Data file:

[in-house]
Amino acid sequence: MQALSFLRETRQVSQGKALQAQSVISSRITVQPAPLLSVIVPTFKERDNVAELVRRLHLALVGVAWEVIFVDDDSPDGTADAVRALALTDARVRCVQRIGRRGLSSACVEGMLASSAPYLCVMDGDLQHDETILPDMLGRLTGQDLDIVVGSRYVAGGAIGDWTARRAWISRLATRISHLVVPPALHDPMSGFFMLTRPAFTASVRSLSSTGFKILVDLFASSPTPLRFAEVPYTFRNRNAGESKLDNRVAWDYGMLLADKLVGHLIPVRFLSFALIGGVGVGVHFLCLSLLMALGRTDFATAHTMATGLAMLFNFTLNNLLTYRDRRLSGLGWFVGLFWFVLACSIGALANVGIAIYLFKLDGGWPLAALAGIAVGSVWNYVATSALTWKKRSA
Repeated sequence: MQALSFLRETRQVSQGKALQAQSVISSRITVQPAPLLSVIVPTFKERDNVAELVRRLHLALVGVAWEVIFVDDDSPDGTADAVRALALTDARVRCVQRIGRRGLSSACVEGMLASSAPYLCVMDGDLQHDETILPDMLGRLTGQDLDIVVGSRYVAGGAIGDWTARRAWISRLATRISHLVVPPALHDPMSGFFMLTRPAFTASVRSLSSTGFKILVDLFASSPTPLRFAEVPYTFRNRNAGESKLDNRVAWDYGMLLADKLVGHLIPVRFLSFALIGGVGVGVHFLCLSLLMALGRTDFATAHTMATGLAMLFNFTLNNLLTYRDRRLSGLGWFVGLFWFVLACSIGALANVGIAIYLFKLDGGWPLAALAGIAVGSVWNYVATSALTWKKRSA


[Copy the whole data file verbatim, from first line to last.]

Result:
[in-house]
Amino acid sequence: MQALSFLRETRQVSQGKALQAQSVISSRITVQPAPLLSVIVPTFKERDNVAELVRRLHLALVGVAWEVIFVDDDSPDGTADAVRALALTDARVRCVQRIGRRGLSSACVEGMLASSAPYLCVMDGDLQHDETILPDMLGRLTGQDLDIVVGSRYVAGGAIGDWTARRAWISRLATRISHLVVPPALHDPMSGFFMLTRPAFTASVRSLSSTGFKILVDLFASSPTPLRFAEVPYTFRNRNAGESKLDNRVAWDYGMLLADKLVGHLIPVRFLSFALIGGVGVGVHFLCLSLLMALGRTDFATAHTMATGLAMLFNFTLNNLLTYRDRRLSGLGWFVGLFWFVLACSIGALANVGIAIYLFKLDGGWPLAALAGIAVGSVWNYVATSALTWKKRSA
Repeated sequence: MQALSFLRETRQVSQGKALQAQSVISSRITVQPAPLLSVIVPTFKERDNVAELVRRLHLALVGVAWEVIFVDDDSPDGTADAVRALALTDARVRCVQRIGRRGLSSACVEGMLASSAPYLCVMDGDLQHDETILPDMLGRLTGQDLDIVVGSRYVAGGAIGDWTARRAWISRLATRISHLVVPPALHDPMSGFFMLTRPAFTASVRSLSSTGFKILVDLFASSPTPLRFAEVPYTFRNRNAGESKLDNRVAWDYGMLLADKLVGHLIPVRFLSFALIGGVGVGVHFLCLSLLMALGRTDFATAHTMATGLAMLFNFTLNNLLTYRDRRLSGLGWFVGLFWFVLACSIGALANVGIAIYLFKLDGGWPLAALAGIAVGSVWNYVATSALTWKKRSA